May 24, 2017
I not a big fan of summative assessments. I tend to look at everything formatively. This is partially due to the fact that I’m not really ever finished with students until the go to middle school.
What I have been thinking a lot about lately is the Miracle Question. If your students accomplished this, what is the first thing you would notice?
When I begin to collect the end of year data, I seem to approach it in a different way each year. Maybe it’s the lens I have at the moment, perhaps it’s a reflection of my goals for the year. This year I’m thinking about curriculum changes, staff changes, focus of instruction changes. How well does the data reflect that?
As a school and as a district, we have benchmark summative goals for grade levels. They are arbitrary, but based on sound developmental data. Certain reading levels, fluency levels, your standard benchmarks. That’s what worries me. That we view all of this data in our rear view mirror. A hard stop. The end.
What a big huge waste of time! So… perhaps we should get from it what works for us. What works for us as practitioners. What works for us as facilitators. What works for us as learners, both teachers and students. So what works for us?
When looking at the developmental reading assessment or any other assessment that gives us a reading level, fluency, miscues, and some level of comprehension, let’s look at the individuals and make instructional recommendations based on what we notice. Also let’s look for classroom trends. What do we notice that makes us consider our instruction, exposure, and opportunities? What would it look like to master these measured skills in the “wild”? What do each of these missed components tell us?
We could travel across all of the assessments in this manner, but let’s make the journey one of inquiry and not tedium. Not a hard stop, but a comma. A pause for reflection. It’s so difficult to make time for that at the end of the year, but it’s precisely when we should. Think about those next students and what we have learned that will benefit them. Think about those current students and what we might send them on with to their new homes. If you students accomplished (fill in the blank) what IS the first thing you would notice?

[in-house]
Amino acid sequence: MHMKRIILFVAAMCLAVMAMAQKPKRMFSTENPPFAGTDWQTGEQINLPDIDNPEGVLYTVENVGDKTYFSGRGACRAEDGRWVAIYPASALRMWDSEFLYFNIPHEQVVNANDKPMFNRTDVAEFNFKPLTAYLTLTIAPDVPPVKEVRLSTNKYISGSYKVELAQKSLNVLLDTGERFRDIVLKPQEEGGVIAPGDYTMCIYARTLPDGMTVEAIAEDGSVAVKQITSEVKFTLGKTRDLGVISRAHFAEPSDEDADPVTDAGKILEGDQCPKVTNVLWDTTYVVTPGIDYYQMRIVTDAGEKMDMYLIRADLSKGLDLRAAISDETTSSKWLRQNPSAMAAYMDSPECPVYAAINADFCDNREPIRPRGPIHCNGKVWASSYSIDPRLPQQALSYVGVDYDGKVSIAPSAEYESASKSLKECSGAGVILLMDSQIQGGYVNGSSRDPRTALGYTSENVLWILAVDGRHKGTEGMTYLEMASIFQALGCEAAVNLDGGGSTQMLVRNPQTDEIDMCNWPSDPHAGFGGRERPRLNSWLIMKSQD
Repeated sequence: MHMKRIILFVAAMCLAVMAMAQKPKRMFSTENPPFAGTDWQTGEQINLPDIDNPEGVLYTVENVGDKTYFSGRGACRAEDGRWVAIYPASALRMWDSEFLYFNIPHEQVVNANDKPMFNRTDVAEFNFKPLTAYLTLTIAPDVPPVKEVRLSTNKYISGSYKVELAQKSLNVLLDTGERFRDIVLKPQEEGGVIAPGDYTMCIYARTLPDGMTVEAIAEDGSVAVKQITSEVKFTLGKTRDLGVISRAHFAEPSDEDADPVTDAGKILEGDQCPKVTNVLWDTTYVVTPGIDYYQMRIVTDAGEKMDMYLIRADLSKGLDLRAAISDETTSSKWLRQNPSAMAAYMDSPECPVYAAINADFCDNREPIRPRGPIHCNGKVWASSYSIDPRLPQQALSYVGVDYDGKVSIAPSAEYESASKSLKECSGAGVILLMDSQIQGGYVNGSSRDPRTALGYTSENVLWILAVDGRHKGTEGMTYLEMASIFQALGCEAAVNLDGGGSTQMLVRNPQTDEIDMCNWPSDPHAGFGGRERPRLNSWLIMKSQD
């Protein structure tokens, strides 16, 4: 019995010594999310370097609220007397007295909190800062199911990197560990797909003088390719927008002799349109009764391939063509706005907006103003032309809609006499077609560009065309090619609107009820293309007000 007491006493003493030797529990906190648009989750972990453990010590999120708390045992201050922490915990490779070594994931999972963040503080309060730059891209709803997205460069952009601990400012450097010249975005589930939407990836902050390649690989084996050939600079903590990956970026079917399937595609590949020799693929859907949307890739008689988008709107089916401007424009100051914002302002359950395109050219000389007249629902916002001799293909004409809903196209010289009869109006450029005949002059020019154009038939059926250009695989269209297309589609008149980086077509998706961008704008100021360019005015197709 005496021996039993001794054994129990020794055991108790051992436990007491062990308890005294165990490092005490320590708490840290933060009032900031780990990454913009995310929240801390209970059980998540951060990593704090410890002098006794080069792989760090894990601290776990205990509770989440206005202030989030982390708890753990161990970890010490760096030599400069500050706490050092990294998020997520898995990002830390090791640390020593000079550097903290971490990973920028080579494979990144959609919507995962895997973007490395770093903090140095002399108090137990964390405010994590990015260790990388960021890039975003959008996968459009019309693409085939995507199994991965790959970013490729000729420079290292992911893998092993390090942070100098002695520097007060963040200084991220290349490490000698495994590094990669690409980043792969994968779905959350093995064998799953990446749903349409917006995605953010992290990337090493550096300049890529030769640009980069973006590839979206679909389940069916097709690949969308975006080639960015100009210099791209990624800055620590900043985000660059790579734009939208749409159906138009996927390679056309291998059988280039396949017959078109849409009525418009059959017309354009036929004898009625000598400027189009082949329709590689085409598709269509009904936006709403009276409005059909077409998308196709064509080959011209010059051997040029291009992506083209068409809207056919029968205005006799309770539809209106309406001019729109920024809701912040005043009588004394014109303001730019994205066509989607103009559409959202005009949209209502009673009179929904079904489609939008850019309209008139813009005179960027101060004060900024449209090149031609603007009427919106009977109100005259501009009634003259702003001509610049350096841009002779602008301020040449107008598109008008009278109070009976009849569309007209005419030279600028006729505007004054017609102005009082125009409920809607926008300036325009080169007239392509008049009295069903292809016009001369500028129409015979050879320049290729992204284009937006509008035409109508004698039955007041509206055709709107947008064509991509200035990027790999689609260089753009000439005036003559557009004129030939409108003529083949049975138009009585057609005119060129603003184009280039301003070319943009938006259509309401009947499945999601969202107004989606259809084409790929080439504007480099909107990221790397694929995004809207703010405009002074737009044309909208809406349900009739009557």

April Calendar Math
April 1, 2017
11 weeks of school
14 more days of bus duty
13 more schedule child study meetings
1 month missing from intervention because of:
10 days of MCAS administration
10 days of benchmarking
6 vacation days
3 days of data meetings
2 conference ½ days
1 field trip
Not enough time
When Measuring Fluency is So Much More
March 2, 2017
Progress monitoring reading fluency gets a bad rap almost everywhere, but not at my school. I’m going to take credit for that.
The question is on the table in my district and many others. Are we assessing students too much and can the endless time tests in reading fluency be the first to go? I say an emphatic NO. And here’s why.
I agree that drilling student with boring reading passages and telling them to read faster and faster is at least pointless and at most damaging to reading as a pleasure. But my students look forward to our Wednesday progress monitoring.
What’s my secret? Jedi Mind Tricks… Actually no. We have a routine. When Wednesday rolls around each student knows that they will have 5 minutes of my undivided attention to discuss their reading, to show off their prosody, and to revel in their success … or future success. They chart their success, monitor their rate of improvement, map out how many words per week they want to gain, and cheer each other on. Wednesdays, we write about our reading quietly, while our friends get a chance to read at my desk. I have a special stool just for this activity and a special notebook for my notes about our conversations. I had to create a list of who got to read first in a rotation because everyone wanted to be first! Everything about Reading Day is special.
The truth is that this is so much more than reading fast. Everyone has a ‘zen’ moment where they mentally prepare for their reading. They use their good reading habits, scanning the text, thinking about what they might read about, and accessing their schema. All the things we hope readers do every time they prepare to read. We discuss training like athletes. We trade tips for how to improve. They sometimes ask for re-dos, which are willingly given because this isn’t a competition with winners and losers. This is training. This is creating mental strength. This is seeing how much we can improve ourselves.
So today was “READING DAY’! It was a good day. Several students met their goals and we set new ones together. Today, when I met with some first year teachers, they were excited to share this time with their students. Today, when someone asked me if I was putting too much pressure on my students with these big goals, I said it’s about progress. I said, we set these goals together week by week. I said research says that having goals helps students meet goals. I said drop by and see for yourself.
So maybe it is a Jedi Mind Trick. I tell you honestly, Wednesday is my favorite day of the week.